I sincerely believe that good riding makes for a good horse. This can’t be emphasized enough. When our horses act up and give us problems we need to take a long look at how we ride them. You will hear people say that it could be due to other things like bad fitting saddles, bad conformation, bad attitude, bad breeding, horse in need of a chiropractor, wrong equipment, etc…. Some of these things do contribute to unwanted or dangerous behaviors in a horse. But nine times out of ten, good sound riding with attention and time given to developing the horse’s body and mind will correct unwanted behaviors. This is of course assuming that the horse is not sick or in poor health and we are providing him with the proper nutrients and environment to foster good physical and mental health. And I say riding rather than training because as we ride “well”, we are essentially training our horses in a less concentrated manner.

In this day of competitive horse showing, high stake winnings and trying to make big bucks from buying and selling horses, horse training has become a rushed enterprise and good riding has often gone by the wayside. A young horse is started and within 60 or 90 days he’s put into competition and pushed far beyond his physical and mental capabilities. Bad riders take their horses to good trainers and then wonder why the horse will regress back to unwanted behavior several months after coming home. They blame the trainer for not doing his job well enough. They blame the horse saying he’s just a “bad” horse. Who they often fail to blame is themselves – for not learning how to be a better rider. These days much of training has become a form of “trick training” where the horse is forced into certain frames with his body beyond his developmental level, is taught specific patterns and is taught to respond to a particular set of cues for a particular set of actions. People don’t want to take the time necessary to truly develop a superior horse – one who is sound in body and mind because he has been trained over the course of years with particular attention paid to developing his musculature (that of his back and neck being of greatest importance) and not overtaxing his mind.

Horses trained quickly for advanced levels are not well-rounded, versatile, physically and mentally sound horses that have been molded over time to understand the nuances of the rider’s seat, leg, hands and body cues. And then bad riding, or incorrect riding, interferes with the level of performance the horse is being asked for, thus potentially causing injury, either suddenly or slowly over time, to the back, neck and joints of the horse.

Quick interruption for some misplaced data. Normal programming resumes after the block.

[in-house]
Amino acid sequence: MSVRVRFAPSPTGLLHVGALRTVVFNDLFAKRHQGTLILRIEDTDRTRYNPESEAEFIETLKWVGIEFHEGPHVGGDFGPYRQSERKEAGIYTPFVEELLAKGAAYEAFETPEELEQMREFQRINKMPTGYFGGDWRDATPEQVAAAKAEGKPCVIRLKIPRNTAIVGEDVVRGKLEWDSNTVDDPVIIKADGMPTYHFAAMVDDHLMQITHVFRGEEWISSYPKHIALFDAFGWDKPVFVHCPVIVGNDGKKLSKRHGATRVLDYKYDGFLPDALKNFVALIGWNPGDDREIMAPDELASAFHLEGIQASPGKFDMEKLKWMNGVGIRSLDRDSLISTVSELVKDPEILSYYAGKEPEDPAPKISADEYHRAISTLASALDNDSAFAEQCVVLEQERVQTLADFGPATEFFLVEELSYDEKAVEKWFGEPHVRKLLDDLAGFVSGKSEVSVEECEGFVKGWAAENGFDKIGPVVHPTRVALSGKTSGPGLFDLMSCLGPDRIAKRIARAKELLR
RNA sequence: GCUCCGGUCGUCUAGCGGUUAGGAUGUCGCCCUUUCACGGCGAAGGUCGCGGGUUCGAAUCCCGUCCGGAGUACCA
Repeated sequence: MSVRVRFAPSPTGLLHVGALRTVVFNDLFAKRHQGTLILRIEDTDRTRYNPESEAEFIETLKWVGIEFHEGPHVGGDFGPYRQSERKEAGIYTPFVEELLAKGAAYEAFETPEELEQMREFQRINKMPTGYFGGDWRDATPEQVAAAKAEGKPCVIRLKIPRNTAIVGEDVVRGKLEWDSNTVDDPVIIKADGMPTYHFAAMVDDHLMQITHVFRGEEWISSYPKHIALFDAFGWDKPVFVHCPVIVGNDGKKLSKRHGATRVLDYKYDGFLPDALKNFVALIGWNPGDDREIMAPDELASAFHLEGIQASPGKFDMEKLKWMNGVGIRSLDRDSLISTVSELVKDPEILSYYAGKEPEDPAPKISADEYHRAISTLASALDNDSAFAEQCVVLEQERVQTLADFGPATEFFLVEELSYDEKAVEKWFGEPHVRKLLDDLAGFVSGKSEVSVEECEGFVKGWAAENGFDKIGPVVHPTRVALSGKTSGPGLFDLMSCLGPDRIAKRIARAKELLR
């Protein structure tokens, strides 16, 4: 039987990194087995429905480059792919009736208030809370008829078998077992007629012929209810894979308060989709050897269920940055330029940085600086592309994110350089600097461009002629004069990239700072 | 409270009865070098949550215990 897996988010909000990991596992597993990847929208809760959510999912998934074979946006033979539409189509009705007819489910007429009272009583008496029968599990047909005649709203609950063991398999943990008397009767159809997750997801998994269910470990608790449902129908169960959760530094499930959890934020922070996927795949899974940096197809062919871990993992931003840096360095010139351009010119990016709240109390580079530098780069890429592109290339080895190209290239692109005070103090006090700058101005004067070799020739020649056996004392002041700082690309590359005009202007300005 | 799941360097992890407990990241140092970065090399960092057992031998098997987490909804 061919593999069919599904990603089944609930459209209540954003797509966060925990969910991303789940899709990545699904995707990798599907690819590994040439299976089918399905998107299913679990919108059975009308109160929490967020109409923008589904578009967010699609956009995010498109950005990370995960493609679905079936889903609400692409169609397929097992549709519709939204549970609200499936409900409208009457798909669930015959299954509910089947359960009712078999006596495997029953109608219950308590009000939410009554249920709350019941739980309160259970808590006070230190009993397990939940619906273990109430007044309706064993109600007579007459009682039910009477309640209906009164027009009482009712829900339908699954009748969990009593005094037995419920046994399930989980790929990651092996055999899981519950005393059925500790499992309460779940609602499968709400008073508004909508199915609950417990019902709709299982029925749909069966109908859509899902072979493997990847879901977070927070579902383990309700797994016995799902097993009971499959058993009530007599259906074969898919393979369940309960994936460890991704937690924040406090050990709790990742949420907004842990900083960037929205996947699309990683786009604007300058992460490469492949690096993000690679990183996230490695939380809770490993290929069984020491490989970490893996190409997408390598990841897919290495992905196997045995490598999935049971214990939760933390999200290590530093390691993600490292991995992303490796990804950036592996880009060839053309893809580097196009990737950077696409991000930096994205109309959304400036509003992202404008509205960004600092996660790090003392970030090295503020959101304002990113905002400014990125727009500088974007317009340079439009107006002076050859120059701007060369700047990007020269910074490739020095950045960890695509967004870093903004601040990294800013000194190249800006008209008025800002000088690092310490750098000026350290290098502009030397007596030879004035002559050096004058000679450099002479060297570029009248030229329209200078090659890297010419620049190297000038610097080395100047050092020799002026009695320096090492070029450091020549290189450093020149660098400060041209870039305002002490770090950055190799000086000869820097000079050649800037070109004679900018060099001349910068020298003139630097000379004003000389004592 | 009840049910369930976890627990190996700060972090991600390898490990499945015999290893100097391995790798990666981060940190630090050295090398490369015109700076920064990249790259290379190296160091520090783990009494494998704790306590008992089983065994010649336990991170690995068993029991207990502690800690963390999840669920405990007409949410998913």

Being a good rider means we need to understand how our body weight and position, as well as how we use our hands and legs, affect the horse and his motion. A young horse, or a horse that isn’t in shape, needs a rider who knows how to lift their seat off the horse’s back to allow him to ‘swing’ his back and supple those muscles. A good rider can use their hands and seat independently of each other. A good rider knows how to use their legs to help teach a horse how to lift his stomach muscles or place his hind feet farther under his body. A good rider knows the importance of an elastic contact with the horses mouth, being able to ‘give’ with the hands when needed and following the natural motion of the horse or using hands with body to ask him to shift his weight farther back to free up his forehand. And most importantly, a good rider knows that it takes months, if not years, of unspectacular gymnastic exercise to prepare a horse for truly spectacular performance. To achieve this level of riding and understanding takes determination and dedication – riding your horse often, being patient, having conscious awareness of your own body to improve coordination and condition, and getting continuous instruction from knowledgeable instructors.

The benefits reaped from this dedication to being a ‘good’ rider will be many. An increase in successful communication between you and your horse and a horse that is happy, enjoys being ridden and performs with true talent to name a few. Is it worth it? If you plan on riding and enjoying your horse for many, many years and want to see him age gracefully and in good health – I think so.